The golf course at La Estancia de Cafayate is located idyllically in the Salta province between the Andean foothills and the vineyards close to the town of Cafayate, which is Argentina’s second centre for quality wine production.
Bob Cupp laid out the golf course at La Estancia de Cafayate where the front nine play west, into the vineyards and the back nine is routed in an easterly direction against the spectacular backdrop of the deep red Andean mountains highlighted by the afternoon sun.
Frankie Bunge of Bunge Golf, kindly wrote the following article exclusively for Top 100 Golf Courses:
“I started the La Estancia de Cafayate project in 2007 as Project Manager for the architect and owner. The intention was to help to develop 18 holes, a putting green, and practice facilities. The area is delimited by the Loro Huasi River in the south, Santa María River to the east, Etchart Vineyards in the north, and the 40 National Road to the west. The entrance gate is also very close to the Cafayate city limits.
There were few trees in the lay out area because a big fire took place a few years before we started the construction. The designer’s idea to develop a heath-like golf course came from his devotion to British courses, with few trees and far from the sea.
The natural land was sandy and almost dead flat, so he designed swales to take the water away from playable areas and burns to carry water from one hole to the other. Those burns were built to keep the water at the level to which the architect planned.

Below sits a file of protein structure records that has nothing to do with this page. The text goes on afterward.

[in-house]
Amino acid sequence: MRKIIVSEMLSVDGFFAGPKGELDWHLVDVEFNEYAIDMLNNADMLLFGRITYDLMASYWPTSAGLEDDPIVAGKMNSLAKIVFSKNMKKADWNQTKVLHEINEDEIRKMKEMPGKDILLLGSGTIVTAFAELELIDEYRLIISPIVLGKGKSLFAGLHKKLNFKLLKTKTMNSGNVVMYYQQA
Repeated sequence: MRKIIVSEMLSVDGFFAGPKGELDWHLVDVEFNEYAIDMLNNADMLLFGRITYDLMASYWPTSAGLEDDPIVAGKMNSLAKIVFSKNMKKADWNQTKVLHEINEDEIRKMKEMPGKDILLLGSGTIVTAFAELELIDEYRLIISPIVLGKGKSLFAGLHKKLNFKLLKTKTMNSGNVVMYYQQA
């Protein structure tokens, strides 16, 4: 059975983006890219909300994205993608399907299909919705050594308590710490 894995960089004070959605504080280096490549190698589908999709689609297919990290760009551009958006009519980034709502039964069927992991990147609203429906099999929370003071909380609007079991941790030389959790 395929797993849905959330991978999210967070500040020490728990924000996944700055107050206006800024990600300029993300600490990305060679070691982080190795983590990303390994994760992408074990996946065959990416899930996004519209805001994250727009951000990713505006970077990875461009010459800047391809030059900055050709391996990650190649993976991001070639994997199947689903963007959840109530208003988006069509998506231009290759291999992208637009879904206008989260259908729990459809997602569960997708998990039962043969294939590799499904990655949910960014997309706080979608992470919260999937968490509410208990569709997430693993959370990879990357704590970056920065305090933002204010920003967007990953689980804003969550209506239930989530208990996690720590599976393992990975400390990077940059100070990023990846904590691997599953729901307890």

All the bunkers were rounded and in some cases deep. They were filled with local sand to look natural and match the surroundings. The fairways have interesting movements with fingers and bumps from the hilly areas that separate the holes, while vineyards separate others.
The greens are generous and tilt from the line of play to make the approach shots more interesting. They are surrounded by hills, swales and depressions that make the recovery shot more creative. The putting surfaces are tricky with different platforms, delimited by steps and undulations. Some include optical illusions that make it difficult to read the line and manage the speed.
Risk and reward is present in most of the holes and Cupp kept most things strategic, even the smallest detail. Some afternoons the wind comes across strongly, especially from August until November and this makes play tough.
The course is more than 7,500 feet above the sea and the ball gets more flight distance. That’s why the designer stretched the course to almost 7,800 yards from the back tees, but there are also tournament, members, and front tees to cater for players of all levels. The course is friendly for beginners with wide fairways and bail out areas that give a wide margin for error. The natural landscape is very impressive and the views through the vineyards to the amazing red mountains are astonishing.”